Silvio Berlusconi has been Italy’s prime minister three times, making him the country’s longest-serving post-war premier. His leadership was undermined by sex scandals, and by the growing Euro zone sovereign debt crisis, and Berlusconi resigned as prime minister in November 2011, but mounted a comeback in late 2012.
Italian president Napolitano hits out at Berlusconi and threat by lawmakers to resign
Party members say they will bring down government if vote ousts ex-premier
Italian President Giorgio Napolitano issued a severe rebuke yesterday to Silvio Berlusconi and ruled out taking any action to stop his conviction for tax fraud after allies threatened to walk out of parliament over his legal problems.
Italy has lurched closer to a crisis since Berlusconi, a partner in Prime Minister Enrico Letta's coalition government, was sentenced last month to four years in prison, commuted to a year under house arrest or in community service, for tax fraud.
In an unusually strongly worded statement, Napolitano, who would have to decide whether to dissolve parliament or try to build a new coalition if the government fell, said the "disturbing" threat by Berlusconi's People of Freedom (PdL) party would undermine the functioning of parliament.
He said it would be especially worrying if its aim was to pressure him into calling new elections.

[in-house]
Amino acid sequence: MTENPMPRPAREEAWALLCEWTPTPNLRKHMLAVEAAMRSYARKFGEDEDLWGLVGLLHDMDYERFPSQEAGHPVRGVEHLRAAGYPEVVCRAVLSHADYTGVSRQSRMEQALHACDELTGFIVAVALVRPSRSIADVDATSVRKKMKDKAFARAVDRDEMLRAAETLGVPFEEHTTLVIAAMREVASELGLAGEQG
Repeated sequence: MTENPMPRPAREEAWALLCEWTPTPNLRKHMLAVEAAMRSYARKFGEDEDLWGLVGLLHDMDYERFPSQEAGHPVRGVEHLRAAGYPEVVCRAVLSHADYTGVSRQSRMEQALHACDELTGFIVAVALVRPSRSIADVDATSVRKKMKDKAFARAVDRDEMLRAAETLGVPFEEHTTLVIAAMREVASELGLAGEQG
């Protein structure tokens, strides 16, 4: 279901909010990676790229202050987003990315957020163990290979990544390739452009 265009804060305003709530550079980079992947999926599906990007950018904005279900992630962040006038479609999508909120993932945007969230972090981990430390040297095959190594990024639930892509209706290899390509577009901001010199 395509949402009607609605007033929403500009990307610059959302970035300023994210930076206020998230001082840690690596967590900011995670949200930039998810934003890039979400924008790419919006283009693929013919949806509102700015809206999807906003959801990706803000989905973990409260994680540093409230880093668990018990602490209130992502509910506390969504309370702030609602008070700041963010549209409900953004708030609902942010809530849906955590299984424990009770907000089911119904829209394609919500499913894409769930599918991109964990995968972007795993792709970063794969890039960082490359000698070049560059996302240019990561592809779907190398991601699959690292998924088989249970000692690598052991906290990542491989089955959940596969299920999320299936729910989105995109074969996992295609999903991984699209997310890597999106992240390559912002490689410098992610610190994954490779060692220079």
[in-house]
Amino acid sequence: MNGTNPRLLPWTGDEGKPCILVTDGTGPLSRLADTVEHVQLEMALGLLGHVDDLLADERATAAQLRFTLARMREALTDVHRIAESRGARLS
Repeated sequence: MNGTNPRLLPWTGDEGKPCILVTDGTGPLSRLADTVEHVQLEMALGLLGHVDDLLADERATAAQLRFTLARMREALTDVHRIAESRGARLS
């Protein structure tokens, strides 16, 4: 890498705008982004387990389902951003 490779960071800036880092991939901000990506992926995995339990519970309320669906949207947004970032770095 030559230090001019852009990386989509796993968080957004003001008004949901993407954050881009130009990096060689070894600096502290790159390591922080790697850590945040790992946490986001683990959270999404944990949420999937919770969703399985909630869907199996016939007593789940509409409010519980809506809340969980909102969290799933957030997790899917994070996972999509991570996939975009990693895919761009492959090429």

"There is still time, which I hope is used well, to find a way to express - if this is what the PdL parliamentarians want to do - their political and human empathy for the PdL president without putting at risk the functioning of the two houses of parliament," he said.
He dismissed as "absurd" Berlusconi's accusations that judges who have convicted him of tax fraud aimed at a "coup d'etat" and ruled out any intervention against the verdict by Italy's top court.
Late on Wednesday, Berlusconi's allies made their latest threat to bring down the government, saying they would resign if a special Senate committee meeting on October 4 voted to strip the 76-year-old media tycoon of his seat in the upper house.
How serious a threat the latest move presents is difficult to assess given a series of contradictory signals from Berlusconi's allies in parliament.
Maurizio Gasparri, deputy floor leader in the Senate for Berlusconi's party, now renamed "Forza Italia" (Go Italy), said the decision to resign had been "by acclamation".
However Constitutional Reform Minister Gaetano Quagliariello, a Forza Italia moderate, said the centre-right had no joint commitment to stand down. "We didn't vote for any resignation yesterday. If you're going to resign, you do it, you don't announce it," he said.